Anger over plans to close Portland Coastguard

The Portland Coastguard helicopter assisting the RNLI at Boscombe beach, Bournemouth Portland Coastguard officer Sarah Callaby Brown believes the loss of local knowledge "will cost lives"

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Plans to close Portland Coastguard station in Dorset have caused anger among staff and the local Tory MP.

It follows an announcement by Transport Secretary Philip Hammond, who told the House of Commons Portland was one of eight UK centres to face closure.

Mr Hammond told MPs 10 centres that were operational round the clock would remain under the scaled down plans.

Sarah Callaby Brown, one of 25 officers based at Portland said she was "devastated and shocked" by the news.

"A job I love, a career I'd worked hard at over 16 years, will be no more," she said.

"In my opinion, I do believe this plan will cost lives. Local knowledge will be missing.

"Around the Dorset coast there are anomalies like the tidal races off Portland, double tides in Poole, the perilous Chesil Bank.

Start Quote

It's madness - an insult to those professional people who take care of us”

End Quote Richard Drax MP for South Dorset

"People not from around this area won't have this in-depth knowledge."

"I'm certain there could have been other ways of cutting costs."

Richard Drax, Conservative MP for South Dorset, said: "I'm really disappointed, I'm very sympathetic to the staff who will potentially lose their jobs.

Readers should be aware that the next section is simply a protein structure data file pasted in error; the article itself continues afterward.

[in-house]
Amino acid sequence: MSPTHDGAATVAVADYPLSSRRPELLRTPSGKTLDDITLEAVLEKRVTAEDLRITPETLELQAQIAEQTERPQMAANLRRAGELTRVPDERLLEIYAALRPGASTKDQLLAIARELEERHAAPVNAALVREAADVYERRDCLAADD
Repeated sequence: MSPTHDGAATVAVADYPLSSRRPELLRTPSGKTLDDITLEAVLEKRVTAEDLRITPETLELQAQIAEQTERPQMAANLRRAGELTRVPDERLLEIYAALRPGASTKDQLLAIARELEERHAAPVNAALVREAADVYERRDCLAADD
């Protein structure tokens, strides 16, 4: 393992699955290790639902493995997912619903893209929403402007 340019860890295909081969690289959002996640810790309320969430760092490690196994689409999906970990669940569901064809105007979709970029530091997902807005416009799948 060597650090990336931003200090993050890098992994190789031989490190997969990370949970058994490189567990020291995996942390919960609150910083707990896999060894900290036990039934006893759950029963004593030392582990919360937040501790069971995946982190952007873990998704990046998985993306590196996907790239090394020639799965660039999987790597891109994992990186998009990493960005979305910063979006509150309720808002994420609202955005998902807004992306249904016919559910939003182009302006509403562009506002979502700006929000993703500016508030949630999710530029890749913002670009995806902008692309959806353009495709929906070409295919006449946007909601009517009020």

"I really am angry, I think it is a bad decision. It's a bad day for Weymouth and Portland and the safety and security of the thousands who come down to enjoy our coastline.

"Without the local co-ordinator, inevitably response times will be delayed. In the water you have a matter of minutes to rescue people."

In response to reports suggesting the station would be kept open until after the Olympic sailing events in 2012, Mr Drax said: "If they are vital up to the Olympics, they are vital after the Olympics. If anything we need to beef up our resources."

"It's madness - an insult to those professional people who take care of us."

Mr Hammond confirmed that initial plans to cut 10 out of 18 UK centres had been scaled back.

'Safety jeopardised'

The other seven centres that will be shut are Clyde, Forth, Liverpool, Yarmouth, Brixham, Thames and Swansea.

MPs were told there would continue to be coastguard stations at Falmouth, Holyhead, Milford Haven, Belfast, Aberdeen, Humber, Stornaway and Shetland.

There will also be one Maritime Operations Centre covering the Southampton and Portsmouth area, which will replace the existing centre at Lee on Solent in Hampshire.

Another centre at Dover will oversee activity in the English Channel and there will be a smaller station in London.

Under the initial plans only three centres would have remained open 24 hours a day, now all 10 that are being kept will stay open around the clock.

The original proposals were criticised in a report by the House of Commons Transport Committee, which said evidence it had received during its inquiry into coastguards had raised "serious concerns that safety will be jeopardised if these proposals proceed".

The transport secretary's announcement follows a consultation process in which the government received about 1,800 submissions.

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